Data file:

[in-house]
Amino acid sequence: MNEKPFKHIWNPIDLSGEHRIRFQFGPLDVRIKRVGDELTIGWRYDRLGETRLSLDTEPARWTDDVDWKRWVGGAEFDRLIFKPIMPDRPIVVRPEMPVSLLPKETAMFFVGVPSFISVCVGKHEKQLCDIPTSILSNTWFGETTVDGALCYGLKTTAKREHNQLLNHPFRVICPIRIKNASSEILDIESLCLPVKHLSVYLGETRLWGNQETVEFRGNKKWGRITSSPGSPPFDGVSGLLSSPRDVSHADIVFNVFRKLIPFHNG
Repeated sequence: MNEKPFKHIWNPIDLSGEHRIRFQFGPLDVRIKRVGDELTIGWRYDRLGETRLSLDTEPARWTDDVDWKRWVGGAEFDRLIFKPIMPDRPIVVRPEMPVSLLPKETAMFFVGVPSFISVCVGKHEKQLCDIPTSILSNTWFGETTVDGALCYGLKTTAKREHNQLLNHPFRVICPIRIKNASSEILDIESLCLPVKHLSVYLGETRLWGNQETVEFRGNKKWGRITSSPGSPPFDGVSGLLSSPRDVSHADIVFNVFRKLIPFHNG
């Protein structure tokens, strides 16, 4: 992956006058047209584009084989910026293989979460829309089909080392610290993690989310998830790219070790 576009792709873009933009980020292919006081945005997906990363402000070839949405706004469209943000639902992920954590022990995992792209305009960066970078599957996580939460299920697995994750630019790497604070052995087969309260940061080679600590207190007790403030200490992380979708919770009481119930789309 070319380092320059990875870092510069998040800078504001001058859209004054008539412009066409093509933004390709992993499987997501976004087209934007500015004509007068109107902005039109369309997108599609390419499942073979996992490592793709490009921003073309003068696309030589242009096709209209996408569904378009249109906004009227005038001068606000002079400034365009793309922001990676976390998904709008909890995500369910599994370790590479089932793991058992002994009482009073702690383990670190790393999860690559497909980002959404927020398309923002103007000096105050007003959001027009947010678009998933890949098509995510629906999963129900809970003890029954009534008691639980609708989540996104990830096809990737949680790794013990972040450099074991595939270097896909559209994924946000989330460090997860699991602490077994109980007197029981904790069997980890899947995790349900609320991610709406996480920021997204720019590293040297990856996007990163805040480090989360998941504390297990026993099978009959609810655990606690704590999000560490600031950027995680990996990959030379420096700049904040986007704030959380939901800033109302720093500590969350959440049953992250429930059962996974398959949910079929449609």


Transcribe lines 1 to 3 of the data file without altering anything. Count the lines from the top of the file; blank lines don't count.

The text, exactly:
[in-house]
Amino acid sequence: MNEKPFKHIWNPIDLSGEHRIRFQFGPLDVRIKRVGDELTIGWRYDRLGETRLSLDTEPARWTDDVDWKRWVGGAEFDRLIFKPIMPDRPIVVRPEMPVSLLPKETAMFFVGVPSFISVCVGKHEKQLCDIPTSILSNTWFGETTVDGALCYGLKTTAKREHNQLLNHPFRVICPIRIKNASSEILDIESLCLPVKHLSVYLGETRLWGNQETVEFRGNKKWGRITSSPGSPPFDGVSGLLSSPRDVSHADIVFNVFRKLIPFHNG
Repeated sequence: MNEKPFKHIWNPIDLSGEHRIRFQFGPLDVRIKRVGDELTIGWRYDRLGETRLSLDTEPARWTDDVDWKRWVGGAEFDRLIFKPIMPDRPIVVRPEMPVSLLPKETAMFFVGVPSFISVCVGKHEKQLCDIPTSILSNTWFGETTVDGALCYGLKTTAKREHNQLLNHPFRVICPIRIKNASSEILDIESLCLPVKHLSVYLGETRLWGNQETVEFRGNKKWGRITSSPGSPPFDGVSGLLSSPRDVSHADIVFNVFRKLIPFHNG